I felt he was letting standards trump action, and, conceiving an exercise that might bust through his concern over imperfect results, brashly posted the following:
As usual, Emerson said it better than I ever could: "Every artist was first an amateur."Pete didn't comment, and in truth I was beginning to feel like I had offered a buttinski sort of hollow solution in which I had no investment of effort. All talk and no action. A week later, I was stunned to read, quoted in a new post of his, the second and third paragraphs in my post, followed by 20 striking photos. He dubbed this the first 20 of "the 400."
An experiment: Shoot 20 pictures a day, every day. Of anything. Don't wait for inspiration, proper light, weather conditions, or the right human subject. Just shoot anything. Don't think about it too deeply. Keep them all, perfect or imperfect. (Download them daily; don't let them pile up.)
Do this for a month. Notice common patterns, colors, interests, techniques, times of day, faces. Select those that are more "successful," those that stand most strongly on the terms they set. Feel good that you were able to develop a theme or style.
Now, it gets interesting. Next month, 20 more a day, but in the theme or style that stood out most strongly from the first month. In poker, players who confine their play to starting hands with strong winning potential more frequently find themselves in possession of the pot. (Sounds intuitive, but there are many so-called pros who bet crap cards to the end and wonder why they lose millions.) What you are doing is determining your photographic "best starting hands." Shoot the subjects for which you have an affinity, and you will succeed more often. Some might say this makes one reliant or limited in range, but I don't recall anyone taking Ansel Adams to task for not photographing classic cars, nor William Wegman for not portraying cats. Find your focus and master it.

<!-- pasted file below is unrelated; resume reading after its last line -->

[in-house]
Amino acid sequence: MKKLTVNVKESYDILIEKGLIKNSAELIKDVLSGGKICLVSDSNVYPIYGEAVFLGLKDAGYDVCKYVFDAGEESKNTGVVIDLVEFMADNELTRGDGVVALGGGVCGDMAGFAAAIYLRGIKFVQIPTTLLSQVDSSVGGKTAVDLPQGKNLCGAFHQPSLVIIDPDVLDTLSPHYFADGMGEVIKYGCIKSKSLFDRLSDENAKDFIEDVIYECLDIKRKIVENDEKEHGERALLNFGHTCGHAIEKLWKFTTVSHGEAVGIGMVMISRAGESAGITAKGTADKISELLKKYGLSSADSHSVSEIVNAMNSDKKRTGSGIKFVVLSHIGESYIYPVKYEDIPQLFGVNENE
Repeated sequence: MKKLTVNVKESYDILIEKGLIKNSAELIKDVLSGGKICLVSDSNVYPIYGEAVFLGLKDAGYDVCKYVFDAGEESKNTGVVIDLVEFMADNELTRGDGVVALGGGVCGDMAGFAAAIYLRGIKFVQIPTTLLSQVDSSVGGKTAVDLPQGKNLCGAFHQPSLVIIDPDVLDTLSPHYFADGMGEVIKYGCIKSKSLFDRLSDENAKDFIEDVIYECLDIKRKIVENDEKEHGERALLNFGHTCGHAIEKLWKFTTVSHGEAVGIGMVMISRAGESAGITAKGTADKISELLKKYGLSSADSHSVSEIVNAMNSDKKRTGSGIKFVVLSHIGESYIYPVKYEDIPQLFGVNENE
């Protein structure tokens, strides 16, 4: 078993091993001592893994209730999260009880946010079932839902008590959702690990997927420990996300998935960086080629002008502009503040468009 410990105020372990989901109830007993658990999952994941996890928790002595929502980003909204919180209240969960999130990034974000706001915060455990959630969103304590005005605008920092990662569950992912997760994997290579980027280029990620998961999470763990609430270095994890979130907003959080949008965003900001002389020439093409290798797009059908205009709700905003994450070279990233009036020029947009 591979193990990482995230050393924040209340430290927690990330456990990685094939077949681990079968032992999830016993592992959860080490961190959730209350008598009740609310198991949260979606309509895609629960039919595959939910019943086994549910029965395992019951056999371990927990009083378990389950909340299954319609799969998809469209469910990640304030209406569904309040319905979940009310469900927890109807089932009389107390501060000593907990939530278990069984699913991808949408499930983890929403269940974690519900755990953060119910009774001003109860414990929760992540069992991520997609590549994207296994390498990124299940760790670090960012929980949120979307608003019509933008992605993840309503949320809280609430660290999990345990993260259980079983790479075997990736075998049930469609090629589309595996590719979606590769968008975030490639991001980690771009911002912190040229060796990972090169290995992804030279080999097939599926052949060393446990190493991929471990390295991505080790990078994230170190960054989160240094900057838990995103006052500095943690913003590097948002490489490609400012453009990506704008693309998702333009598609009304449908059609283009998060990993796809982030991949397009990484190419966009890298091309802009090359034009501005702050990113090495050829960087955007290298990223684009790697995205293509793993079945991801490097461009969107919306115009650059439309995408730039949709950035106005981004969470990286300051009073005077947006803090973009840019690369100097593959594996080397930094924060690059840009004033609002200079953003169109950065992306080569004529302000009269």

I am ripping this idea off from the 100 Words site (down for some reason), on which users write 100 words per day, no more, no fewer, for a month. It jarred me into action and picking up common threads from my writing. This exercise may do the same for you and build confidence. In reading your early entries when I first found your blog, I found your rising assurance in throwing clay and glazing pottery deeply inspiring. I actually wanted to spin a wheel to see what I could create, even as I knew your success was the result of practice, discipline, and unique inspiration. Same with your beer-making and baking artistry. Don't let perfectionism keep you from testing and expanding your photographic limits.
Lent is coming. Maybe bump the first month I mention above up to 40 days?
In a humbled reply, I congratulated his start, asked some questions regarding my favorites, and said the following: "You have a knack for evocative subjects that make one ask how the scene came to be. . . . They made me want to write, which, for my part, is the creative exercise to which I really need to get back to in force. (Hmmmm . . . 500 words/day for a month?)"
And the glove with which I challenged Pete to create fell right at my own feet.
I am not a religious man, but I respect the discipline it takes to make a change in one's life. The 40 days of Lent, just short of 6 weeks, is enough time for a dedicated person to ingrain a new habit. The last few times I attempted to follow a Lenten devotion, I eschewed the usual "giving up" protocol and instead took the time to improve myself. I recall the last attempt in the 1990s having something to do with weight loss. This time, however, I chose something more dear, and just as neglected: I decided to write 500 words per day and post them on my blog.